• Of course the events she described should not be allowed in the workplace. However, she seems to be the only one who noticed those events, even though everyone could see how the concertmaster acted while the orchestra was tuning. Was it fabrication or imagination? Only she would know.

      From my personal experience with Katherine Needleman [redacted].

          • Wai – it is completely unnecessary to try to make every single story about Needleman about you. We get it, you had a bad experience- but your obsessive nature to chime in and make a dig every time her name is mentioned, is disturbing to say the least.

          • Point well taken CelloFellow. However, If you look closely, I didn’t comment on any of the other recent stories on Needleman. I was just replying to Alex Klein’s comment here, and wouldn’t have commented otherwise. Alex Klein and Needleman are friends, and his comments on this story should be taken with a grain of salt.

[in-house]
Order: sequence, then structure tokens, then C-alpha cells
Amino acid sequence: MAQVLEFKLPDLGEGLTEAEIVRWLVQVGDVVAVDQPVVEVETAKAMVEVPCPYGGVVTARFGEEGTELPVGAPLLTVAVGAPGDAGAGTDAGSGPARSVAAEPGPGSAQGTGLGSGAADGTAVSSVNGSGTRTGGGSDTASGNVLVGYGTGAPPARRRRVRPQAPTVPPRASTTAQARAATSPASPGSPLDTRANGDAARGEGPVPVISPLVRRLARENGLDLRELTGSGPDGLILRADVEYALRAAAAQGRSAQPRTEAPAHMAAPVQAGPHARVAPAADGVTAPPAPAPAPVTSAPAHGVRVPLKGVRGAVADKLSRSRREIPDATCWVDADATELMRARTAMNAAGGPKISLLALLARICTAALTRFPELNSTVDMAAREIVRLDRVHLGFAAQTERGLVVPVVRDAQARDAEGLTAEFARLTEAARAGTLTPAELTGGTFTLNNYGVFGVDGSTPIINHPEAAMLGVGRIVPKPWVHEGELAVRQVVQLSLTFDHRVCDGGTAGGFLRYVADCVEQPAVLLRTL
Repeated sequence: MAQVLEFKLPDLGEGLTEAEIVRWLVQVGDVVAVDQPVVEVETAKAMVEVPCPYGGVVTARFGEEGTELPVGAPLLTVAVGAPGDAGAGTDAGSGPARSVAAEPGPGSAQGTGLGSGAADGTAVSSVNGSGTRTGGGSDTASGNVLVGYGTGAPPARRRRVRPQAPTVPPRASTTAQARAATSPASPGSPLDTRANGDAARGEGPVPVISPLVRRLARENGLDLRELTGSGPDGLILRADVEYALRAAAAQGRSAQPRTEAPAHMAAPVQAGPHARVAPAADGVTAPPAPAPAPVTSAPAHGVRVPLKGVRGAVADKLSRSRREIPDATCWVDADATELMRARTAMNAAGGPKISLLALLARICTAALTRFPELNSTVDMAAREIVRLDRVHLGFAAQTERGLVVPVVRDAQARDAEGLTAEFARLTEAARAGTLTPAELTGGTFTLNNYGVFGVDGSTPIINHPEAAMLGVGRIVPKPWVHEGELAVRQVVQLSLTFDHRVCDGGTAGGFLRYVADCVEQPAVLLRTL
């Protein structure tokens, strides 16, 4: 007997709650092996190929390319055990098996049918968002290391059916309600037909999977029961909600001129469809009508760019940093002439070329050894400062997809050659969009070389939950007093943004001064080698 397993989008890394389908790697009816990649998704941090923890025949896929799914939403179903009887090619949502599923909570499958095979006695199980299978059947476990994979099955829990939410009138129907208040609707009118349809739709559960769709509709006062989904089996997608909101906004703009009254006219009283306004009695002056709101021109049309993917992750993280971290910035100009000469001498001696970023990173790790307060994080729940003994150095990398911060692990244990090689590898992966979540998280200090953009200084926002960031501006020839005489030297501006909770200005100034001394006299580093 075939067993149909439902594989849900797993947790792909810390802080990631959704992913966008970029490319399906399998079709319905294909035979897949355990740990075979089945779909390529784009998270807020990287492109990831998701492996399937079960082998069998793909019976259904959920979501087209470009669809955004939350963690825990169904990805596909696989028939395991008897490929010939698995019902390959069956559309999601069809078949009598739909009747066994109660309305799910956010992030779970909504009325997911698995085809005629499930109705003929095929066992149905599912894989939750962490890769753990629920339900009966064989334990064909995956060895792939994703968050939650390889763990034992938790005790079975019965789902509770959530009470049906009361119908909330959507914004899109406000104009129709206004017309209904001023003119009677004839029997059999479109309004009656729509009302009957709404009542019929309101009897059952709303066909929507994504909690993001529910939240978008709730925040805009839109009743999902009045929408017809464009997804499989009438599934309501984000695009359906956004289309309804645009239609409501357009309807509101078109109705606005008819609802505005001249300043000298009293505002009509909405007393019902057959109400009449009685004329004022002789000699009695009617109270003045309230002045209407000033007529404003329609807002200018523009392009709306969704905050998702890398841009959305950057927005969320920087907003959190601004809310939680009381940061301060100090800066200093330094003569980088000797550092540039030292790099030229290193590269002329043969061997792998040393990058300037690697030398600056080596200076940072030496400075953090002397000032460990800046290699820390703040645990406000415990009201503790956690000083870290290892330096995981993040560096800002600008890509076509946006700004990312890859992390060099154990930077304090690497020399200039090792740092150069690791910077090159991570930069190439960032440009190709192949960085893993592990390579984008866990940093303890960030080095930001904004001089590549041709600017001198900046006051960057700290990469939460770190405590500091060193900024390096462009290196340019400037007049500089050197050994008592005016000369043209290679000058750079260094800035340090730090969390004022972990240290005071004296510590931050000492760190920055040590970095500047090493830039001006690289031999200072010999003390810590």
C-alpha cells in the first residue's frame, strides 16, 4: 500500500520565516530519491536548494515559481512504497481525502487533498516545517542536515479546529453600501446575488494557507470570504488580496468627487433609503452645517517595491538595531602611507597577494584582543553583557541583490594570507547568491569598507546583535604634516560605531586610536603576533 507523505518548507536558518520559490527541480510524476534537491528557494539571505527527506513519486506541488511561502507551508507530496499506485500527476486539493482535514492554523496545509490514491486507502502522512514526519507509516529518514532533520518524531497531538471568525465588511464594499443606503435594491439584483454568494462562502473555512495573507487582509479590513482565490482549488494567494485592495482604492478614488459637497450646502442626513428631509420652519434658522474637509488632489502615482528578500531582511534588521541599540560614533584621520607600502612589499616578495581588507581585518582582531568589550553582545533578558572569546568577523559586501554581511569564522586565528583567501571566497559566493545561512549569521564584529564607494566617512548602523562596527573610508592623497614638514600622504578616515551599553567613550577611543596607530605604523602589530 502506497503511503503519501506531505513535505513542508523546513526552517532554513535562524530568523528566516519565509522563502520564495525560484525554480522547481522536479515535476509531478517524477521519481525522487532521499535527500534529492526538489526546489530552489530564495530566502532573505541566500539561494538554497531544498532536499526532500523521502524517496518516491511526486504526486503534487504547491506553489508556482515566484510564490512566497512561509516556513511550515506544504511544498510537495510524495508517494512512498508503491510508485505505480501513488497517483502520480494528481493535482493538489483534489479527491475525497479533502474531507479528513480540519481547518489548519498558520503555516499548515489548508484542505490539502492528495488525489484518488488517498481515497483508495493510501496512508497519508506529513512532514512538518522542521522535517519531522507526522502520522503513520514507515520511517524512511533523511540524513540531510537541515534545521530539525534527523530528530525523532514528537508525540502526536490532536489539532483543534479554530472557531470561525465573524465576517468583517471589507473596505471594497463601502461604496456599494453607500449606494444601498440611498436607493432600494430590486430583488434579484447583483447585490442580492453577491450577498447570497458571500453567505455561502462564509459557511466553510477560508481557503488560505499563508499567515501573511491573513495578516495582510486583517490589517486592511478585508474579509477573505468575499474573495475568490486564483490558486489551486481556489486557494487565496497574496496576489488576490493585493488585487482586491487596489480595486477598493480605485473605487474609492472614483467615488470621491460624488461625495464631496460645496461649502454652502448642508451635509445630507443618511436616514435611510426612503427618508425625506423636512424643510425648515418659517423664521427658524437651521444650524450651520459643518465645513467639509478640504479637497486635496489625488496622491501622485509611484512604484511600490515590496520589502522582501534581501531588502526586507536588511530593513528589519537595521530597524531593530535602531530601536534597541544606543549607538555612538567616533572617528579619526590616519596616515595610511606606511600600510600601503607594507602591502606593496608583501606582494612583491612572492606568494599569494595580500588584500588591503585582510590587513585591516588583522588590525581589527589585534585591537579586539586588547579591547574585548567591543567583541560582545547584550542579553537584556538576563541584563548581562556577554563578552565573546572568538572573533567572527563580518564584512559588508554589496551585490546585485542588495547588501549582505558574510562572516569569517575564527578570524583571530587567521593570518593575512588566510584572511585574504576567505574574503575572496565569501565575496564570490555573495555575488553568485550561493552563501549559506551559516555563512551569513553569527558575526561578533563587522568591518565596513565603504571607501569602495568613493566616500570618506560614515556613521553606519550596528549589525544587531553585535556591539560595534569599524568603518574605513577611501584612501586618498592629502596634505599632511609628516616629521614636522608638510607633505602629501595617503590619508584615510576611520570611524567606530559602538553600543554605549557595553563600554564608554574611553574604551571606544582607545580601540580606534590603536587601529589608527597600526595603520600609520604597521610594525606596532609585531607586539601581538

• ^ “However, If you look closely, I didn’t comment on any of the other recent stories on Needleman.”

            True. However, every single time you do comment on any story relating to her, you bring up the same incident over and over again whether it’s relevant to the current story or not. You might have noticed it’s the only thing you ever talk about on Slipped Disc.

            Feel free to nurse your grudges in private. As you continue to air them in public, however, your obsessiveness is starting to make you lose supporters who were originally on your side. You are starting to make her look more sympathetic, as someone who has had to cope not only with Jonathan Carney but also with you.

            Also, your remark that being friends with someone makes their comments untrustworthy is insulting.